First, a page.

On The Wild Side: Raccoon rescue a reminder that fall is the time to animal-proof your property

Photo above, a mother raccoon lifts one her babies that was stranded on a roof. Inset photo, the raccoon took all three of its babies to a safe spot by carrying them down an antenna/satellite access ladder from the roof. Photos by Ann Brokelman.


I have had some amazing encounters with raccoons this year; their behaviour was fascinating and their cuteness almost beyond words.

These backyard bandits are quite the conundrum. I think most of us can admit that, while they are often incredibly irritating, they also look absolutely adorable,

The other day, I received a call from a friend who lives just down the road from me. Apparently, they had discovered three baby raccoons sitting on a neighbour’s roof.

How did my friend know they were there? They said the horrendous screaming was a big clue!

Walking down the street in their direction, I could hear their cries long before I could see them.

My first instinct was that their mom had decided to move them to a new location, and they were yelling in protest of having been, temporarily, left behind.

Sure enough, within a few minutes of spotting them, the mom came back, picked up one of the babies, and disappeared.

This was ideal, as they could have been screaming because the mom hadn’t been home for a while. If this were the case, the mom might never be coming back, and we’d have to stage our own rescue of the critters.

As I watched, over the course of the next 20 minutes, the mom returned to grab the remaining two.Luckily, she decided to grab the one who was screaming the loudest, first.

I had to laugh a few times, watching the mom carrying her babies, by their bottoms, while they helplessly flailed about in protest.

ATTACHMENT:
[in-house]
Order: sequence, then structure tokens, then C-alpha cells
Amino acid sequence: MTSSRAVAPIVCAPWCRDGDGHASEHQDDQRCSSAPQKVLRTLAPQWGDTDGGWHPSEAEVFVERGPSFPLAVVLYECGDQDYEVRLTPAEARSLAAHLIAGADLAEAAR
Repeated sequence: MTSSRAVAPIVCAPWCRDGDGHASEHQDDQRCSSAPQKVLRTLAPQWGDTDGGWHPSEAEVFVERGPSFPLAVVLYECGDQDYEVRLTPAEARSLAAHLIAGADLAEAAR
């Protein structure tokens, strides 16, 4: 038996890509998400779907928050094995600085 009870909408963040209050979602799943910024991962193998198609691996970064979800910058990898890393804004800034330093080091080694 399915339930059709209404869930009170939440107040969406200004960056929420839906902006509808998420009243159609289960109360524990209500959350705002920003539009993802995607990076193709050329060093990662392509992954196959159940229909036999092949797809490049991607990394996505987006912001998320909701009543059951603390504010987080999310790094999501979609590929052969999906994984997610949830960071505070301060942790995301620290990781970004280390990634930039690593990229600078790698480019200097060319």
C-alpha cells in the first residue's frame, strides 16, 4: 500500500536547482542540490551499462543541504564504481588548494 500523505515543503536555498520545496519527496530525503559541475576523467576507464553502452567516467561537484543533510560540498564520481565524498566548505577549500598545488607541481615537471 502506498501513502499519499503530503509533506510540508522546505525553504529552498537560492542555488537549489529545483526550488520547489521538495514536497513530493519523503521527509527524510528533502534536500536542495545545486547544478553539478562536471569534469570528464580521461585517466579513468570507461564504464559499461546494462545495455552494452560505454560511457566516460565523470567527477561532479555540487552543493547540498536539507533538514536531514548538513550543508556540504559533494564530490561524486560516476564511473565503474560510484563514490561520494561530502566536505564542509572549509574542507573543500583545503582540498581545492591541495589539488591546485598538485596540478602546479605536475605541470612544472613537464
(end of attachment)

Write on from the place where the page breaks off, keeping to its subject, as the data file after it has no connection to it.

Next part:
It was amazing to see the adult raccoon descend a satellite access ladder, upside down, while carrying her young.

I found out later that the family had been nesting inside the attic. The animal removal service had found them, patched their access hole, and left the babies on the roof. Luckily mom raccoon found them. Unless almost fully grown, those little ones won’t have much chance at survival.

My second recent raccoon encounter was with a friend of mine who had rescued two babies he found wandering in a park.

That may not seem like strange raccoon behaviour, but my friend, Remy, has been helping animals for years and knew something was wrong. He had watched the babies until almost 3 a.m. (yes, we animal rescue people are an odd bunch) until he confidently concluded that no adult was around to help take care of them.

When he contacted me the next day, the two of us tried to find an animal rescue facility that could take them. This time of year, however, few places have any free space; the need for raccoon rehabilitation far exceeds what the wildlife rehab community can supply.

Fall is a great time of year to clean up your yard and make sure your property is animal proof.

Make sure your compost bin has a secure lid, seal any holes under your shed, and try not to put out your green bin waste until the morning of collection.

Any open/accessible garbage bin is an invitation to our hungry wild neighbours.

Don’t forget to clean up any rotting fruit or nuts that fall from your trees. You may not mind that the animals clean up the fruit for you, but a lot of raccoons tend to poop near where they eat. Don’t make your yard, deck, or roof their favourite latrine spot.

Also, don’t forget to cover your window wells to stop animals from falling in, but if that’s not possible, at least put something in there that would let an animal climb out. Spending a few dollars on a well cover may not be ideal, but I’m sure it’s preferable to fishing a scared skunk out of there!

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